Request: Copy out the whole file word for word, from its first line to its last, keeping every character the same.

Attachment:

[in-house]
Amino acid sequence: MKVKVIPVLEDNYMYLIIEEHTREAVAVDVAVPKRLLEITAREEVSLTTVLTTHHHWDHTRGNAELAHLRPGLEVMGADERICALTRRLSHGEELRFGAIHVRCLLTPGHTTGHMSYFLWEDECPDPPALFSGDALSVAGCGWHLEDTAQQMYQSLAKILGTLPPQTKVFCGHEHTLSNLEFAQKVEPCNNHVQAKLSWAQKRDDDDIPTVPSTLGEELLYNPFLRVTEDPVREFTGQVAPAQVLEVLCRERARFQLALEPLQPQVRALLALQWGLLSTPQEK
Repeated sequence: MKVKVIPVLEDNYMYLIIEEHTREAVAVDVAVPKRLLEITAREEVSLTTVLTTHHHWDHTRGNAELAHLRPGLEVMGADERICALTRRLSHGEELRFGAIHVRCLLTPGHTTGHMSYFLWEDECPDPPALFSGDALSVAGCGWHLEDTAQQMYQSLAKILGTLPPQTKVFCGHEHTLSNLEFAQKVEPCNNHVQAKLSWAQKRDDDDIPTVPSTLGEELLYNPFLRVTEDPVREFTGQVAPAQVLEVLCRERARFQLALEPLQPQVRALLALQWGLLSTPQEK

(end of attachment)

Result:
[in-house]
Amino acid sequence: MKVKVIPVLEDNYMYLIIEEHTREAVAVDVAVPKRLLEITAREEVSLTTVLTTHHHWDHTRGNAELAHLRPGLEVMGADERICALTRRLSHGEELRFGAIHVRCLLTPGHTTGHMSYFLWEDECPDPPALFSGDALSVAGCGWHLEDTAQQMYQSLAKILGTLPPQTKVFCGHEHTLSNLEFAQKVEPCNNHVQAKLSWAQKRDDDDIPTVPSTLGEELLYNPFLRVTEDPVREFTGQVAPAQVLEVLCRERARFQLALEPLQPQVRALLALQWGLLSTPQEK
Repeated sequence: MKVKVIPVLEDNYMYLIIEEHTREAVAVDVAVPKRLLEITAREEVSLTTVLTTHHHWDHTRGNAELAHLRPGLEVMGADERICALTRRLSHGEELRFGAIHVRCLLTPGHTTGHMSYFLWEDECPDPPALFSGDALSVAGCGWHLEDTAQQMYQSLAKILGTLPPQTKVFCGHEHTLSNLEFAQKVEPCNNHVQAKLSWAQKRDDDDIPTVPSTLGEELLYNPFLRVTEDPVREFTGQVAPAQVLEVLCRERARFQLALEPLQPQVRALLALQWGLLSTPQEK